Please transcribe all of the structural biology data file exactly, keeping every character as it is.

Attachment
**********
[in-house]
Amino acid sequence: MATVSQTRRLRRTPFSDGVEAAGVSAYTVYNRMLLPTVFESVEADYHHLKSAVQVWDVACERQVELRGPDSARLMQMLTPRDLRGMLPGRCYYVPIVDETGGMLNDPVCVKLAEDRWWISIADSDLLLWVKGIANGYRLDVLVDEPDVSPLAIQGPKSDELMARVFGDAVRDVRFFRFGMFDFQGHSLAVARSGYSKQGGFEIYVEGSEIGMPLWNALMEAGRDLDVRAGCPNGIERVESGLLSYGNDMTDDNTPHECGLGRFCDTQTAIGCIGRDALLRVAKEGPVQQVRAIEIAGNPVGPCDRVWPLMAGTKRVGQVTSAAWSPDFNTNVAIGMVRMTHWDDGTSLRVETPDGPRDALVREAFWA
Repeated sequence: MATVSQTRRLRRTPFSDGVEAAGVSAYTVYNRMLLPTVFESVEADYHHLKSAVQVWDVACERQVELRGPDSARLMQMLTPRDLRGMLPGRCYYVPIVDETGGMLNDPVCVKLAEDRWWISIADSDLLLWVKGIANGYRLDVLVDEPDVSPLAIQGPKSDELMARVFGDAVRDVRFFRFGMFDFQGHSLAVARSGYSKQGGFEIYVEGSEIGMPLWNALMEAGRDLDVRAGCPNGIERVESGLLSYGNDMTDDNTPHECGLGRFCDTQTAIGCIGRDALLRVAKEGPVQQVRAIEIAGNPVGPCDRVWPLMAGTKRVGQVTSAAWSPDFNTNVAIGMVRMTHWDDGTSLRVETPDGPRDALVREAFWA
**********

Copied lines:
[in-house]
Amino acid sequence: MATVSQTRRLRRTPFSDGVEAAGVSAYTVYNRMLLPTVFESVEADYHHLKSAVQVWDVACERQVELRGPDSARLMQMLTPRDLRGMLPGRCYYVPIVDETGGMLNDPVCVKLAEDRWWISIADSDLLLWVKGIANGYRLDVLVDEPDVSPLAIQGPKSDELMARVFGDAVRDVRFFRFGMFDFQGHSLAVARSGYSKQGGFEIYVEGSEIGMPLWNALMEAGRDLDVRAGCPNGIERVESGLLSYGNDMTDDNTPHECGLGRFCDTQTAIGCIGRDALLRVAKEGPVQQVRAIEIAGNPVGPCDRVWPLMAGTKRVGQVTSAAWSPDFNTNVAIGMVRMTHWDDGTSLRVETPDGPRDALVREAFWA
Repeated sequence: MATVSQTRRLRRTPFSDGVEAAGVSAYTVYNRMLLPTVFESVEADYHHLKSAVQVWDVACERQVELRGPDSARLMQMLTPRDLRGMLPGRCYYVPIVDETGGMLNDPVCVKLAEDRWWISIADSDLLLWVKGIANGYRLDVLVDEPDVSPLAIQGPKSDELMARVFGDAVRDVRFFRFGMFDFQGHSLAVARSGYSKQGGFEIYVEGSEIGMPLWNALMEAGRDLDVRAGCPNGIERVESGLLSYGNDMTDDNTPHECGLGRFCDTQTAIGCIGRDALLRVAKEGPVQQVRAIEIAGNPVGPCDRVWPLMAGTKRVGQVTSAAWSPDFNTNVAIGMVRMTHWDDGTSLRVETPDGPRDALVREAFWA